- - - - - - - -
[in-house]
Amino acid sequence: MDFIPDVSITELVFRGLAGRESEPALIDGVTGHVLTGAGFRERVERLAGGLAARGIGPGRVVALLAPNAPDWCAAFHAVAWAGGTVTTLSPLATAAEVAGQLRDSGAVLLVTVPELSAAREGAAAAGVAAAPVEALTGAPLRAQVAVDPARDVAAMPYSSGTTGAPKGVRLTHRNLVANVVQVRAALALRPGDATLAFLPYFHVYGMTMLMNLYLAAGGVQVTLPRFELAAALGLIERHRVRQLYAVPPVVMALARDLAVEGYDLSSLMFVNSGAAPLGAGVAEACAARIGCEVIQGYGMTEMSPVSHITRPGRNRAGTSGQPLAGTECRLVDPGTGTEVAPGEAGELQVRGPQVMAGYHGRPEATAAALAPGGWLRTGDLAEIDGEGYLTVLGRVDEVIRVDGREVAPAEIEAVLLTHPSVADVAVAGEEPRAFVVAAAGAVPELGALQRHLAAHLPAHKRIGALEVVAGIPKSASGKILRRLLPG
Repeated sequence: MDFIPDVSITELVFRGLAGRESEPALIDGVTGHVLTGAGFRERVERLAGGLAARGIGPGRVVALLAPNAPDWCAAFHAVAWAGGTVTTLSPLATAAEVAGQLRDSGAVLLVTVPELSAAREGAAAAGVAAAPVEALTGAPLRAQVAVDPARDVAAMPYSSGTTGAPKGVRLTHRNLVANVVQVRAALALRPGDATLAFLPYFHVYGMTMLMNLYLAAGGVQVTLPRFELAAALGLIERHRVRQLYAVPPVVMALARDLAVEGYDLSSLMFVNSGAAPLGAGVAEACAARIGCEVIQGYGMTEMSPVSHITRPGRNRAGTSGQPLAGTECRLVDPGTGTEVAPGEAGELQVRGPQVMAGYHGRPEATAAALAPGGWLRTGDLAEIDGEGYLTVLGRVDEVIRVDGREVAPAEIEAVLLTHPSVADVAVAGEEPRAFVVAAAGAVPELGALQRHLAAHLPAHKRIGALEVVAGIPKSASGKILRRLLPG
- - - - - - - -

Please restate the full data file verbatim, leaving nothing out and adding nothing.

[in-house]
Amino acid sequence: MDFIPDVSITELVFRGLAGRESEPALIDGVTGHVLTGAGFRERVERLAGGLAARGIGPGRVVALLAPNAPDWCAAFHAVAWAGGTVTTLSPLATAAEVAGQLRDSGAVLLVTVPELSAAREGAAAAGVAAAPVEALTGAPLRAQVAVDPARDVAAMPYSSGTTGAPKGVRLTHRNLVANVVQVRAALALRPGDATLAFLPYFHVYGMTMLMNLYLAAGGVQVTLPRFELAAALGLIERHRVRQLYAVPPVVMALARDLAVEGYDLSSLMFVNSGAAPLGAGVAEACAARIGCEVIQGYGMTEMSPVSHITRPGRNRAGTSGQPLAGTECRLVDPGTGTEVAPGEAGELQVRGPQVMAGYHGRPEATAAALAPGGWLRTGDLAEIDGEGYLTVLGRVDEVIRVDGREVAPAEIEAVLLTHPSVADVAVAGEEPRAFVVAAAGAVPELGALQRHLAAHLPAHKRIGALEVVAGIPKSASGKILRRLLPG
Repeated sequence: MDFIPDVSITELVFRGLAGRESEPALIDGVTGHVLTGAGFRERVERLAGGLAARGIGPGRVVALLAPNAPDWCAAFHAVAWAGGTVTTLSPLATAAEVAGQLRDSGAVLLVTVPELSAAREGAAAAGVAAAPVEALTGAPLRAQVAVDPARDVAAMPYSSGTTGAPKGVRLTHRNLVANVVQVRAALALRPGDATLAFLPYFHVYGMTMLMNLYLAAGGVQVTLPRFELAAALGLIERHRVRQLYAVPPVVMALARDLAVEGYDLSSLMFVNSGAAPLGAGVAEACAARIGCEVIQGYGMTEMSPVSHITRPGRNRAGTSGQPLAGTECRLVDPGTGTEVAPGEAGELQVRGPQVMAGYHGRPEATAAALAPGGWLRTGDLAEIDGEGYLTVLGRVDEVIRVDGREVAPAEIEAVLLTHPSVADVAVAGEEPRAFVVAAAGAVPELGALQRHLAAHLPAHKRIGALEVVAGIPKSASGKILRRLLPG